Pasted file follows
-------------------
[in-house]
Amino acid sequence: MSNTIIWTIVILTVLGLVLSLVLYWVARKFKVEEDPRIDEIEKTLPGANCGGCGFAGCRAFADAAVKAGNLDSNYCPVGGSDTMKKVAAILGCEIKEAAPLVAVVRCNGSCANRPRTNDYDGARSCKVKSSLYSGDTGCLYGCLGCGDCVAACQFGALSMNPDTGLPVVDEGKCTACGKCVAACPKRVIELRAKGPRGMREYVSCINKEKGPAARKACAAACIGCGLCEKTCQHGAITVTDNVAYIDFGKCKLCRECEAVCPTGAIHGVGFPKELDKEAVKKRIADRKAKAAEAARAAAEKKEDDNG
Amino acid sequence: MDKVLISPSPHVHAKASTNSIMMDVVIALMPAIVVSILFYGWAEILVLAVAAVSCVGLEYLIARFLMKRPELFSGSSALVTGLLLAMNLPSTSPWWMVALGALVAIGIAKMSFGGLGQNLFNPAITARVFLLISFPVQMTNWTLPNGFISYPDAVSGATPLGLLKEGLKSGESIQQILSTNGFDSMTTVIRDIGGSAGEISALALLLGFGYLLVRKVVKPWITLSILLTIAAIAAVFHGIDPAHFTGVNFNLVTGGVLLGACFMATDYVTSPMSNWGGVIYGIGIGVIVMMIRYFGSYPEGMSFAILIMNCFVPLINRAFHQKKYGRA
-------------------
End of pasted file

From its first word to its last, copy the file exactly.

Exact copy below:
[in-house]
Amino acid sequence: MSNTIIWTIVILTVLGLVLSLVLYWVARKFKVEEDPRIDEIEKTLPGANCGGCGFAGCRAFADAAVKAGNLDSNYCPVGGSDTMKKVAAILGCEIKEAAPLVAVVRCNGSCANRPRTNDYDGARSCKVKSSLYSGDTGCLYGCLGCGDCVAACQFGALSMNPDTGLPVVDEGKCTACGKCVAACPKRVIELRAKGPRGMREYVSCINKEKGPAARKACAAACIGCGLCEKTCQHGAITVTDNVAYIDFGKCKLCRECEAVCPTGAIHGVGFPKELDKEAVKKRIADRKAKAAEAARAAAEKKEDDNG
Amino acid sequence: MDKVLISPSPHVHAKASTNSIMMDVVIALMPAIVVSILFYGWAEILVLAVAAVSCVGLEYLIARFLMKRPELFSGSSALVTGLLLAMNLPSTSPWWMVALGALVAIGIAKMSFGGLGQNLFNPAITARVFLLISFPVQMTNWTLPNGFISYPDAVSGATPLGLLKEGLKSGESIQQILSTNGFDSMTTVIRDIGGSAGEISALALLLGFGYLLVRKVVKPWITLSILLTIAAIAAVFHGIDPAHFTGVNFNLVTGGVLLGACFMATDYVTSPMSNWGGVIYGIGIGVIVMMIRYFGSYPEGMSFAILIMNCFVPLINRAFHQKKYGRA